Are Protections Keeping Zombie Businesses Artificially Afloat?

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Due to financial distress, many businesses have been experiencing, the Government made the decision back in March to relax the rules regarding bankruptcy and insolvency. These relief measures essentially made it much harder for creditors to pursue outstanding business debts, leaving creditors unable to issue bankruptcy notices to any businesses owing debts under $20,000.

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Under normal circumstances, each company director has a strict duty to cease trading immediately if they’re insolvency is looking likely, with them facing financial liabilities as well as legal problems if they continue to seek finance. The government introduced time-limited emergency coronavirus legislation that suspends the threat of liability for wrongful trading. The notice period for creditors to act on outstanding debts has also been extended, which actually allows many companies to continue trading without paying loans, taxes, and even rent.

Take Melbourne for instance, these changes were originally set to finish at the end of September, but with further lockdowns in place, many commentators have been predicting that these changes would have to be extended in order to give businesses the chance to trade themselves out of insolvency. In fact, the need for this support for businesses has only intensified as we begin the next stage of recovery.

Zombie Businesses: The new norm

Firms that are attempting to adjust to this new normal will be faced with steep costs alongside limited revenues. Without these insolvency protections in place, we will most likely see some entirely preventable company collapses, putting both our economic recovery and many thousands of jobs at risk. Company directors are doing whatever they can to ensure they survive the crisis, and certainly should not be penalized for acting responsibly amid these unprecedented circumstances.

Many have argued that these emergency measures should be extended to aid the economic recovery from the pandemic and to safeguard jobs. That’s why the Federal Government has ultimately decided that these temporary rules regarding bankruptcy and insolvency protection due to COVID-19 would be extended until the end of this year.

Delivering a lifeline to zombie businesses, but will it last?

While all of this will certainly provide many businesses with a lifeline to help them recover from the impact of this pandemic, there are some businesses that will still, unfortunately, end up in voluntary administration when the new year rolls around. Commentators have already warned that these protections have caused a sharp decline in insolvency proceedings over the past few months, with insolvencies down over 60% compared to the same time last year.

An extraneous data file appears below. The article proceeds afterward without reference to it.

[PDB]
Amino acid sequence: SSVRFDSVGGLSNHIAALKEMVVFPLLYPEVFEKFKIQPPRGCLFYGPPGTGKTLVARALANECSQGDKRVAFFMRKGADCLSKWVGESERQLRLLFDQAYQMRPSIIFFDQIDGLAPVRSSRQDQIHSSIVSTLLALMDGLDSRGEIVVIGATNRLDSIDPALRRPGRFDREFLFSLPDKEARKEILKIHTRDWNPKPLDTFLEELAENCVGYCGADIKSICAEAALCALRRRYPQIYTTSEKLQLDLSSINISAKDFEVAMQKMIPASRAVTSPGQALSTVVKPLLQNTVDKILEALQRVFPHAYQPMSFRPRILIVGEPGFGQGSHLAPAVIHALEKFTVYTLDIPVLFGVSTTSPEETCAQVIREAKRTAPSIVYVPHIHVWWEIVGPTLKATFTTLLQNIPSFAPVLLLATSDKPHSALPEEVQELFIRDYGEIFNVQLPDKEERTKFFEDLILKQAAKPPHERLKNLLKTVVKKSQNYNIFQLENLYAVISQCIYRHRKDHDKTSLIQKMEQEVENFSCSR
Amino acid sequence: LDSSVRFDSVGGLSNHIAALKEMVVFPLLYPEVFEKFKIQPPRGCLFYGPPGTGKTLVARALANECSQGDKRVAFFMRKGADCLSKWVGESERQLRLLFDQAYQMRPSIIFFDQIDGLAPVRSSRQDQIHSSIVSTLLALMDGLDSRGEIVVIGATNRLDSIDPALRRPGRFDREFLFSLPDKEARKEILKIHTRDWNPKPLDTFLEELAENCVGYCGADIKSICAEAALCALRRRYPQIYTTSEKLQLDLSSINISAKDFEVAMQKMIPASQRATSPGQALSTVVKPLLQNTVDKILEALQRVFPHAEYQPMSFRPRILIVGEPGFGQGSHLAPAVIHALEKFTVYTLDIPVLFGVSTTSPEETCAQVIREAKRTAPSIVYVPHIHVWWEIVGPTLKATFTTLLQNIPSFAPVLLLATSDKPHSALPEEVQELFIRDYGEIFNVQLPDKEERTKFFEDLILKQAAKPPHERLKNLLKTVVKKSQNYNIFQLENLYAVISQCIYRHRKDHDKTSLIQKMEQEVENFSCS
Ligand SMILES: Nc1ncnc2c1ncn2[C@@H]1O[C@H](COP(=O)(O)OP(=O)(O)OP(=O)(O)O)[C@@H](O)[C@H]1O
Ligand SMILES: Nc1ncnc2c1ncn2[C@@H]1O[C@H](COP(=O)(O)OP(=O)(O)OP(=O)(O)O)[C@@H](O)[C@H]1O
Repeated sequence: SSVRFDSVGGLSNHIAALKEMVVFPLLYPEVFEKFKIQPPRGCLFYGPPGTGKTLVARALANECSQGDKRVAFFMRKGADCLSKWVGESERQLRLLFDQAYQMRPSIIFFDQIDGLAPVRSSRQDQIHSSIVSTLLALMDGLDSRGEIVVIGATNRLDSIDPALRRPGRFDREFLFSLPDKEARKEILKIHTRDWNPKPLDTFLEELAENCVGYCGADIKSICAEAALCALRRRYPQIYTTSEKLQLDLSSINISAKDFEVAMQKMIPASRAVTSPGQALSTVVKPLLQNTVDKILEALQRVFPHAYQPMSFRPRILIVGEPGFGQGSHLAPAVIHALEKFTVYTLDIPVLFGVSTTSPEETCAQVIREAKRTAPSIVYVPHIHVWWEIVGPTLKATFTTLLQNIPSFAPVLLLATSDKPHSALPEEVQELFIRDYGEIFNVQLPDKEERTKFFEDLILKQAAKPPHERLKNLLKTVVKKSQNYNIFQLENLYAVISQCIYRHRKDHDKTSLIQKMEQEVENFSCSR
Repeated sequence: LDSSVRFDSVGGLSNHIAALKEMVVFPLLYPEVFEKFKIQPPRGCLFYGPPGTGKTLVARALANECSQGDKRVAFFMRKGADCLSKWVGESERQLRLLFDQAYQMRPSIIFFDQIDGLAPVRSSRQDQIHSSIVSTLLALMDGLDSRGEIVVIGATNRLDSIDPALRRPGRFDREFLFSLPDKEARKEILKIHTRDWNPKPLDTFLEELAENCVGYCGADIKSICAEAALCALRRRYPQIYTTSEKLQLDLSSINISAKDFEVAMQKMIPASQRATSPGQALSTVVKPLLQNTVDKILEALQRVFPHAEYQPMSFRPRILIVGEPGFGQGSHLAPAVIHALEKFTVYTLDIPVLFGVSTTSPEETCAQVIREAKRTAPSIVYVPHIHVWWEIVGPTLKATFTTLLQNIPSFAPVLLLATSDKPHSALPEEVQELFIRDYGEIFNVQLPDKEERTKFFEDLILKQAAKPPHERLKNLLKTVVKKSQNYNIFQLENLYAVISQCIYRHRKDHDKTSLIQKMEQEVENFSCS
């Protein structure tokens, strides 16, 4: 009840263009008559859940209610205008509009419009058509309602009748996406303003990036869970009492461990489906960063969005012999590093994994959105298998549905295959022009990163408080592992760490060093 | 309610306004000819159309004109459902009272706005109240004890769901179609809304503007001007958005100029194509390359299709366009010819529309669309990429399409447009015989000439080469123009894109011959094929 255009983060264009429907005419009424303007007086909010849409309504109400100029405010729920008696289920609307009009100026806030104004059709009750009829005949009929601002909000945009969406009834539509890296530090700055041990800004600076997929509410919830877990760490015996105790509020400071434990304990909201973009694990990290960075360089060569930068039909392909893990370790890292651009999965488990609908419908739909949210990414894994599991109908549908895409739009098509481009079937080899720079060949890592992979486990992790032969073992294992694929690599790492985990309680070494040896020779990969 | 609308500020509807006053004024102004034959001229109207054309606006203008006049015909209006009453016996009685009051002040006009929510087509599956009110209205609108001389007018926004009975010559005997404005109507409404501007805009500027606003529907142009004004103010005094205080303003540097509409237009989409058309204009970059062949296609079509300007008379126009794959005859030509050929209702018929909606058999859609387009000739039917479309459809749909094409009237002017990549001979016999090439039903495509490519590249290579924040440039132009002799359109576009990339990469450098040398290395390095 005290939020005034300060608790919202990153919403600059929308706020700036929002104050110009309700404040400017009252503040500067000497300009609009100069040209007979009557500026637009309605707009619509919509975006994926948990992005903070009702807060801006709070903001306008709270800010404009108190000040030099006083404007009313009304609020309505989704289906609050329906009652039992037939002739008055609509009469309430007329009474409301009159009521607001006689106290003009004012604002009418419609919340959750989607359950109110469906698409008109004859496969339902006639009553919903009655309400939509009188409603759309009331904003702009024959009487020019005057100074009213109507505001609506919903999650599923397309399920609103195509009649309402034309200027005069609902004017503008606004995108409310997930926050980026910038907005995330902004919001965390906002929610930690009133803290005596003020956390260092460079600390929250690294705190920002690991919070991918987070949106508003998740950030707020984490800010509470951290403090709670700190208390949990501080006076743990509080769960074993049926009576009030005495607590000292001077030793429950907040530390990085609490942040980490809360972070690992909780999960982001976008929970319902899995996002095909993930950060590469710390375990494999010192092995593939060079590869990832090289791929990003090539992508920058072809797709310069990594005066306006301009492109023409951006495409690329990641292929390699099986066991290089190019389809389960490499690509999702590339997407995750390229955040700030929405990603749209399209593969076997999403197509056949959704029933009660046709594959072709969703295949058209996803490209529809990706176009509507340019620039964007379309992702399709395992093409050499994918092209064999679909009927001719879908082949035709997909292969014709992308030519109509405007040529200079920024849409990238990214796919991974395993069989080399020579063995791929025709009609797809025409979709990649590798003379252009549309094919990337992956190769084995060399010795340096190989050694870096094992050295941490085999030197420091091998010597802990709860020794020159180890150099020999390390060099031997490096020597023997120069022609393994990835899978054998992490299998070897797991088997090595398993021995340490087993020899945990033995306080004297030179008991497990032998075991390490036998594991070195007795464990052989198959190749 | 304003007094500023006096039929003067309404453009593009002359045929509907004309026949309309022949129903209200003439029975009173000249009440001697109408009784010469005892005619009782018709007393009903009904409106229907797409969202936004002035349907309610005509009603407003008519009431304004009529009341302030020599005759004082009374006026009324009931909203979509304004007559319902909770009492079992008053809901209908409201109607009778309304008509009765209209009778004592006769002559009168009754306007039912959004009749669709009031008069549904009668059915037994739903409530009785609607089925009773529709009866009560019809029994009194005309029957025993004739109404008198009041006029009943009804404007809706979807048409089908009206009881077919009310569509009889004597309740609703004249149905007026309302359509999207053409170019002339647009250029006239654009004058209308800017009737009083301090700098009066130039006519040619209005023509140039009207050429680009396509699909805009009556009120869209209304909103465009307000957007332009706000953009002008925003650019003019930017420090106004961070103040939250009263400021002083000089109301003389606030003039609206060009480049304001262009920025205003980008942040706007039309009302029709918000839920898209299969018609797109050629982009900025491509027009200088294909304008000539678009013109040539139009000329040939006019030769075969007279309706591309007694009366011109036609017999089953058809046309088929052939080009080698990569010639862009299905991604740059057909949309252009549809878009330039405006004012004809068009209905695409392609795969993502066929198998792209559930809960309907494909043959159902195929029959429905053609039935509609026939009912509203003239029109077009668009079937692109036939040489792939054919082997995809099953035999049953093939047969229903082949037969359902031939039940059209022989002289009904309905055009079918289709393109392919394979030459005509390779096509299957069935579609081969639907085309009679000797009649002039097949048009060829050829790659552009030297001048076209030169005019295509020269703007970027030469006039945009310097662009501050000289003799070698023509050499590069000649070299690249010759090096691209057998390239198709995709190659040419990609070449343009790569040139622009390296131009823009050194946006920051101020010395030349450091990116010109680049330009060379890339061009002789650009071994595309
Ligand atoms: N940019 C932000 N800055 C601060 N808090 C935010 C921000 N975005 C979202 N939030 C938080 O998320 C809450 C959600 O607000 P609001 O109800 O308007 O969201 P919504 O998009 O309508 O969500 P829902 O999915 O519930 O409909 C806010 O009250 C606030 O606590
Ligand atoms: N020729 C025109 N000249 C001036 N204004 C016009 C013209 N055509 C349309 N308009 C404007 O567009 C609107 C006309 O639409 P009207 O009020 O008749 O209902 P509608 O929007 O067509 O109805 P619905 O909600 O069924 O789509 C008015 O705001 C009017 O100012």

The current decline in the number of voluntary administrations is already creating a backlog, and any rise in corporate insolvencies will also see an increase in unemployment across the board, as well as a decline in business and consumer confidence. This also means that there will no doubt be a number of zombie businesses that are already being kept artificially afloat due to these protections, so this extension will most likely only add to that number.

Creditor advocates have also warned that extending these insolvency measures would also damage their industry. That being said, it still remains to be seen whether this will simply defer the anticipated insolvency spike resulting in a tsunami of future liquidations in the new year, or if it will afford these struggling businesses the time they need to trade themselves out of insolvency.

Coronavirus and beyond

In any case, most businesses will relish this extension, as it provides them additional time for them to do what they can to get their trading closer to what it would be normally. But business owners should definitely not allow themselves to become complacent in any way. Because, while these temporary changes provide some much-needed relief, they must be laser-focused on repaying debts before 2021 if they hope to avoid dealing with impending insolvency proceedings.

While recovery from the COVID-19 pandemic has already started, we are certainly not out of the woods yet. Some businesses around the country are beginning to emerge from the coronavirus, but there are many small firms that are normally successful in perilous positions.